Review: KickBeat

So there’s this sphere that contains all the music that ever has been or ever will be, and the bad guys want it. Once they’ve got everything it has to offer, they’ll monopolize music for the entire planet, possibly by owning the copyright on all musical creativity. It’s hard to say how they think this will work, but they’re after the sphere and only a martial artist with a sharp sense of rhythm can fend off the dastardly nogoodniks and their music-stealing plans. They’re polite enough to attack on the beat, you see, so just thumping them with a slick selection of moves won’t cut it.

As plots go it’s hardly Breaking Bad, but it’s a cheap excuse to surround a martial artist with a pack of goons, kicking and punching their faces into the dance floor to the rhythm of the music. KickBeat is a martial arts music rhythm game, and while the fighting is nicely animated with a smooth flow to the moves, what you’ll be controlling is the timing of the strikes.


The fighter stands in the center of the floor, a red and blue yin yang symbol underfoot. Initially only the Lee is available, but a quick trip through Normal difficulty unlocks the Mei for use. The enemies surround the circle, and while the camera may sometimes swoop in to show off a finishing move at the end of a song section, for the most part it’s bolted into place providing a clean view of the action. As enemies attack they circle around to one of four points corresponding to the game pad’s face buttons, and you’ll need to hit the button to the beat to counter them.

The enemies attack in a couple of different styles, and once they start mixing it up it’s easy to fall out of the beat. The enemies with symbols about their heads carry items that can only be collected with a double-tap, but if you accidentally double-tap an attacker not carrying anything it will count as a missed attack and do terrible things to the score multiplier. Other enemies attack two at a time, needing two button presses at once to clear, while linked enemies need to be disposed of by holding a button down for the first attacker, releasing it on the beat for the second. It can get fairly tricky keeping everything straight when a giant herd of baddies surrounds the circle, some only watching while others (clearly marked) circle in for the attack. Still, most of the time you’ll be tapping just the four face buttons in time to the music, and once you’ve got a sense of the beat it’s a matter of learning the enemy attack patterns to start raking in the star rankings.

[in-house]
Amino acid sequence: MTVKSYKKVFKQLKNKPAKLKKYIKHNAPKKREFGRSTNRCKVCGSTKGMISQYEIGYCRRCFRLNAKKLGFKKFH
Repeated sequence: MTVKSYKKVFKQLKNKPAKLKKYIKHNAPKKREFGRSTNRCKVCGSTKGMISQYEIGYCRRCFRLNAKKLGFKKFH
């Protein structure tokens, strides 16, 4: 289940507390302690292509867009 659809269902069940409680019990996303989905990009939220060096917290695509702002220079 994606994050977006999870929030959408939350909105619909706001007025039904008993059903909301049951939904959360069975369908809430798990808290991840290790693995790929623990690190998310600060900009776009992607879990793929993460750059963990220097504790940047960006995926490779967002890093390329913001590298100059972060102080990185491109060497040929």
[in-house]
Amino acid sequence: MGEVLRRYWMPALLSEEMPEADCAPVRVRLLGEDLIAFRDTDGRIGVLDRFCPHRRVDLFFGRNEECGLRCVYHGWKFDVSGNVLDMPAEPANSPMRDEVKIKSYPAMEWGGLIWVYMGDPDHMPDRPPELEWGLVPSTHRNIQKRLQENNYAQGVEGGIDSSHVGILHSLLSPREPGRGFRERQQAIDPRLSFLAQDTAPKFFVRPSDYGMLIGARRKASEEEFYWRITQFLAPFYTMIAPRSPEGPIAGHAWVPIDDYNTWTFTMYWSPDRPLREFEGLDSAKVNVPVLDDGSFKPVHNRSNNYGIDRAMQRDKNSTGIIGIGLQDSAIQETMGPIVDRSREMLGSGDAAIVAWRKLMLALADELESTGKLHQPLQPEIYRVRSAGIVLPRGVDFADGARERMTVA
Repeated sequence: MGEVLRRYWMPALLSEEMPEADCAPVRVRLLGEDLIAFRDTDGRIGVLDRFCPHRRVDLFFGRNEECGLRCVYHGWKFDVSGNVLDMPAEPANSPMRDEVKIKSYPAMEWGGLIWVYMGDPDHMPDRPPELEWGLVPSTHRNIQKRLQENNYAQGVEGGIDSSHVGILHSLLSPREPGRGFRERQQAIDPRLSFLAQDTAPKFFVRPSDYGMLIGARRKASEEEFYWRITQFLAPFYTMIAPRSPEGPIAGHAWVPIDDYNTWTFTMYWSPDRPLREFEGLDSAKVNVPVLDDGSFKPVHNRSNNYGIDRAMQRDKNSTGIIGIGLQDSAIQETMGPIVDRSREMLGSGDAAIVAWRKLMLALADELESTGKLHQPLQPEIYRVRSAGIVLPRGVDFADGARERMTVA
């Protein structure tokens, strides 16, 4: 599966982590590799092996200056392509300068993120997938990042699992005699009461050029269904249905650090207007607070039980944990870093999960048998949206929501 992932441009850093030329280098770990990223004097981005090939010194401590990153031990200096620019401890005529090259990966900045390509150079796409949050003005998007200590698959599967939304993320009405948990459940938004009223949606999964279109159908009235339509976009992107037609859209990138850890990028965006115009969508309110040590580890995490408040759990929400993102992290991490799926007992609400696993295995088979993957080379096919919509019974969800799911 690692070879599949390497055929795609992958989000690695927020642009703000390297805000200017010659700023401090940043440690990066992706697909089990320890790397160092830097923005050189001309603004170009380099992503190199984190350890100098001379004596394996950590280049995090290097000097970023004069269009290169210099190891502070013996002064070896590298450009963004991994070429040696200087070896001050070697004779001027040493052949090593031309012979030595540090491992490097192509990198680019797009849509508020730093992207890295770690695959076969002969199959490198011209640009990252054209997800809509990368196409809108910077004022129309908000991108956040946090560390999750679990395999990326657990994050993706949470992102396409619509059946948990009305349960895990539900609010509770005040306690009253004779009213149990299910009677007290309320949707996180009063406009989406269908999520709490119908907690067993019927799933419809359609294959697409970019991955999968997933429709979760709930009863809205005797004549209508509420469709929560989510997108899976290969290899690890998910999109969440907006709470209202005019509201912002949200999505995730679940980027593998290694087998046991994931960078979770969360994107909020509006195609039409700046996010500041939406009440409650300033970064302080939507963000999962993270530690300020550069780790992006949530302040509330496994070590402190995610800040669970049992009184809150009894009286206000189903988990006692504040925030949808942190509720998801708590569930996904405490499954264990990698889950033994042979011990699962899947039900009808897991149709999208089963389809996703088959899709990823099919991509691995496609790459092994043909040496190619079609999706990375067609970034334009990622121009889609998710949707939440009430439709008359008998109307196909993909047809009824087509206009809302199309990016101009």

There are a few powerups to be had, however. The red/blue yin yang symbol keeps track of health and chi power, with the red half depleting as you take hits and blue side filling up as you deal damage. Once blue is filled you can activate chi, which doubles the score multiplier. Some enemies also carry items, usually point bonuses but sometimes health or other powerups. Chi uses the left bumper, random powerups on the right. If it wasn’t for trying to exploit chi for proper scoring, Kickbeat would be a one-handed game.

Closing Comments:

There are more features rounding out the KickBeat package, such as multiplayer and the ability to import your own music and manually enter the beat for the game to build the fights around, but the central gameplay doesn’t have the depth to sustain it. You tap the four face buttons to the beat, and it’s entertaining enough in short bursts. The soundtrack is kinda OK, or at least has a minimum of obnoxious songs. The fights look nice, when you can take time away from worrying about the enemy patterns to see the smoothly animate flow of combat. With all its bells and whistles, though, KickBeat never rises above its simple gameplay. Hitting the right buttons in the right order in time to the beat isn’t a terrible way to spend a bit of gaming time, but there’s just not enough meat on KickBeat‘s bones to keep the music flowing.
Version Reviewed: PS Vita